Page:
There are so many non-sequiturs and political attacks masquerading as arguments in this Plain Dealer Op-Ed one hardly knows where to begin.
The underlying thesis of Steve Holecko's piece, however, is one that needs to be rebutted as often as it comes up. Namely, that the "education profession"-which really means the education unions and their allies-care about kids while those pushing for reform are greedy corporations and politicians committed to a "war on education" in order to shut out their political opponents and find convenient scapegoats.
This conspiracy theory informs far too much of the debate surrounding education. The reality is that all those involved in the debate surrounding education reform have a variety of motivations and interests. Teachers and administrators are not merely disinterested public servants who want to help children and charter schools and other reform advocates are not greedy opportunists seeking to get rich off of taxpayer dollars.
Personal and economic motivations exist on both sides, as do more idealistic ones. After all, the point of a union is to negotiate higher wages and better benefits for its members. I would like to think, however, that most teachers and those involved in education do so because they believe they are contributing to society and helping children and families. But it does not undermine that idealism to admit they also have financial and career goals and motivations.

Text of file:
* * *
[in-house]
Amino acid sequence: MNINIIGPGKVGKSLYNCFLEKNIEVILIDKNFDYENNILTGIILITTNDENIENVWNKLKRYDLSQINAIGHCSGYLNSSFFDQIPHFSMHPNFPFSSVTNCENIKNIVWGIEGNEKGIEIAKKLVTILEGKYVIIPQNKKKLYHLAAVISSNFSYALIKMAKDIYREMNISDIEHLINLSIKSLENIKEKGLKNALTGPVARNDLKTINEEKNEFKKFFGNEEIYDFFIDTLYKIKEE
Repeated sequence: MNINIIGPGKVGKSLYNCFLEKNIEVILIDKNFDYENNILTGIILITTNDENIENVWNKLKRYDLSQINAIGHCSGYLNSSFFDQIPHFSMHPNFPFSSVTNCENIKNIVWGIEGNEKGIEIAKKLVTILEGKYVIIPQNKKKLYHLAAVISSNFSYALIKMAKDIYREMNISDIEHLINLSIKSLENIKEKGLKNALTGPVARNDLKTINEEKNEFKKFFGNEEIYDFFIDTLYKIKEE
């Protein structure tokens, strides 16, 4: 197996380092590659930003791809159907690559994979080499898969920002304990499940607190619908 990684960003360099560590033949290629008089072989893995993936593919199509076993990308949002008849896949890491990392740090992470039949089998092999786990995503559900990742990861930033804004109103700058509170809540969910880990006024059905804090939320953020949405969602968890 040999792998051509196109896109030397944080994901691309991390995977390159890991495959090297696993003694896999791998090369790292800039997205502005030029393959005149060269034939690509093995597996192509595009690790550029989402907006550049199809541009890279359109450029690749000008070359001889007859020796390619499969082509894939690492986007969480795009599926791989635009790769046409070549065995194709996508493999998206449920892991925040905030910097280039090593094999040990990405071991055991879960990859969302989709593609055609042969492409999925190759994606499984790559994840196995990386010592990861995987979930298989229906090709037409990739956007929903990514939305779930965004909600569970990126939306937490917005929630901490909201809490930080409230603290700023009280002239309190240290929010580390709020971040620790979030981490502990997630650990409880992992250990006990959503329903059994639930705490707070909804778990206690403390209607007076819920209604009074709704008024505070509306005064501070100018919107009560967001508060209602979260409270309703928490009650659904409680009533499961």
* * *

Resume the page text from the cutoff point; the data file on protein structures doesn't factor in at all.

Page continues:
And on the other side, it would be unfair to assume that charter school operators, service providers and proponents are involved only because they are out to make a profit. They care about their communities and about children's education too.
And because public education involves taxpayer dollars these debates and negotiations inevitably involve politics. But again, Holecko claims that politics only happens because of the dark motives of the supporters of the other side. Charter schools in this vision are mere sops to campaign supporters. Union political fundraising and influence are apparently simply about what is best for the kids.
And yet, who is obsessed with politics and rights? Holecko, I would argue. There is no mention of the desperation that brings this Cleveland plan to the surface in the first place, no mention of the failing schools and scores of children who have struggled with a dysfunctional system. There is no mention of accountability and competition for traditional school districts or offering real choices for parents who feel betrayed by the education system.
A healthy debate about education reform must acknowledge that both sides have varying motivations and focus instead on what reforms are best designed to improve educational performance and strengthen communities. The status quo is clearly not working and efforts to change that are not a "war" on anyone or anything. Claiming they are is a distraction and a hindrance to a healthy debate.